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While both investors and their advisors had wished for a quiet market during the December holidays and the end of the year, this month was decidedly anything but. If you were lucky enough to be preoccupied with celebrating the holidays instead of watching CNBC over the past few weeks, (as you should have been), you might be surprised to learn about the wild, daily fluctuations in the stock market indices.  On certain days, indices such as the Nasdaq, the S&P 500 and the Dow Jones Industrial Average (Dow) rose and fell as much as 2-3% over the course of trading hours.  Reportedly, even seasoned traders on Wall Street were scratching their head trying to fathom the underlying reasons for such volatility.

There’s no forecasting what 2019 has in store for investors, but here are some bits of market wisdom to keep you centered and calm in case this type of volatility continues into the New Year:

1) Every past decline looks like a missed opportunity.  Every future decline will look scary and risky.
2) There are investments that never get “wild”.  They are called FDIC-insured savings accounts.  But reaching your future goals may be difficult, if not impossible, utilizing these ‘safe’ investments.  Volatility is the price we pay for the better returns we want over saving account interest.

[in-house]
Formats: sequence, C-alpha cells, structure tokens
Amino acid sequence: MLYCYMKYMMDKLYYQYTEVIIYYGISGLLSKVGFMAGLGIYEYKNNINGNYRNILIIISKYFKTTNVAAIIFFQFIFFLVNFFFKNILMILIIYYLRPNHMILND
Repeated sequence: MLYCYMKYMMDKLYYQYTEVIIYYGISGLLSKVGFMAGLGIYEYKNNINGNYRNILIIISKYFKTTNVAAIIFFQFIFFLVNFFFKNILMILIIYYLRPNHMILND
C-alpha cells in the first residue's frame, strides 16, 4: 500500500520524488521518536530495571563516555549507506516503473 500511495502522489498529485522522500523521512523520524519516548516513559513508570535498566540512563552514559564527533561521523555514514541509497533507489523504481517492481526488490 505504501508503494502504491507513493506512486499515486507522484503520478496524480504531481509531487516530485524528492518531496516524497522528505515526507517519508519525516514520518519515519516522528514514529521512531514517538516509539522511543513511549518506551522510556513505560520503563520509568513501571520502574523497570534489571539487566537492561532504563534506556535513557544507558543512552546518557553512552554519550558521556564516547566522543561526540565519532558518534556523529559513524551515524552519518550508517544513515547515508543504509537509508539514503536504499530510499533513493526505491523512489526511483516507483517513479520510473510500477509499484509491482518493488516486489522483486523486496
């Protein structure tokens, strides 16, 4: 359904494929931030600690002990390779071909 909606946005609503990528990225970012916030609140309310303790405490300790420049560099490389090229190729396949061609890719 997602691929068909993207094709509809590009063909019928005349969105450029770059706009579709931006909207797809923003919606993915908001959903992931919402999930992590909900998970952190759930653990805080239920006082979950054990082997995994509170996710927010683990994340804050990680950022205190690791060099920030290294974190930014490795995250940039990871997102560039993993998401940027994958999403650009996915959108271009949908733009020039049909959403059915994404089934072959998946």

3) The biggest factor in volatile markets is often ‘changes in emotion’ and ‘changes in the collective market perception’ of what’s good news and what’s bad news.  Over the course of our long collective experience, we’ve observed markets rise and fall dramatically based on the same news, just a contrasting perception of what the news may or may not mean.
4) Based on market history and economic cycles, we can expect some type of market decline and perhaps a recession every 5-6 years.  History and experience has also demonstrated that no one can predict either declines or recoveries with any accuracy.  Many claim they did, but far after the event occurred (in hindsight). The Market Gods delight in making market forecasters look bad every year.
5) If investing were about math, mathematicians would be rich.  If based on history, economic theory or psychology, then PhD’s in those disciplines would be rich.  In reality, even the brightest minds often do worse than the common investor who just asset-allocates, diversifies and invests consistently with discipline and stick to their plan.
6) Leverage, overconfidence, impatience and ego are the greatest dangers to your investments.  Humility, discipline, margins of safety and consistency are some of the greatest ingredients to success.
7) Your lifetime results as an investor will likely be mostly due to what you do (or don’t do) when markets are volatile and your account loses value during a period of time.  “Holding on” is difficult, but maintaining your calm when many others are losing theirs is often the difference between future success and failure.

If your December year-end statements give you pause and anxiety, give us a call so we can meet to review your investments and keep you on-course.